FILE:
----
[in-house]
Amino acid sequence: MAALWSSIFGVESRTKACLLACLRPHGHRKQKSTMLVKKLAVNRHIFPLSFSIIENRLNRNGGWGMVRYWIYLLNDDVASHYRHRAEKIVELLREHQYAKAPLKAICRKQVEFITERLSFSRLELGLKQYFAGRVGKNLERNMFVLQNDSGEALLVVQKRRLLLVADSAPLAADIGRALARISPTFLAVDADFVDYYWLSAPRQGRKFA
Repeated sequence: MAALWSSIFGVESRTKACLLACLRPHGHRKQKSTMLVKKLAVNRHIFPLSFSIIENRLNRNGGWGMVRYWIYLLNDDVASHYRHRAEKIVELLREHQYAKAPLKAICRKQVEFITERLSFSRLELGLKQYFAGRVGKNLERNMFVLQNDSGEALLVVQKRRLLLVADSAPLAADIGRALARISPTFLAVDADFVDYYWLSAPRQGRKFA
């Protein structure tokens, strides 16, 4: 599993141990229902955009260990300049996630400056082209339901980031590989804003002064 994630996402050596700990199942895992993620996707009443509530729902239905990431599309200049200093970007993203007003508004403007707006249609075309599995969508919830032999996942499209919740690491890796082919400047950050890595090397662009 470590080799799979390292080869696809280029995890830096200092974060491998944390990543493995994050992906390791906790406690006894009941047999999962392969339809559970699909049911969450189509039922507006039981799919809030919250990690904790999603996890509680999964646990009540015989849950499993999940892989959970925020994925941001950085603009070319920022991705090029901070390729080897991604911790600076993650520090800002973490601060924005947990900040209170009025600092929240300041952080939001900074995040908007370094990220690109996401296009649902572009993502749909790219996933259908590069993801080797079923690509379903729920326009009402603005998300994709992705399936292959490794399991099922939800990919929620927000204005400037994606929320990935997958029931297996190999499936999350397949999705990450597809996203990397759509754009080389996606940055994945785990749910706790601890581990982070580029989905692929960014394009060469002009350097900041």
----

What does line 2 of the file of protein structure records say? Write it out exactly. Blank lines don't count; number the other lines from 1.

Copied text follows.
Amino acid sequence: MAALWSSIFGVESRTKACLLACLRPHGHRKQKSTMLVKKLAVNRHIFPLSFSIIENRLNRNGGWGMVRYWIYLLNDDVASHYRHRAEKIVELLREHQYAKAPLKAICRKQVEFITERLSFSRLELGLKQYFAGRVGKNLERNMFVLQNDSGEALLVVQKRRLLLVADSAPLAADIGRALARISPTFLAVDADFVDYYWLSAPRQGRKFA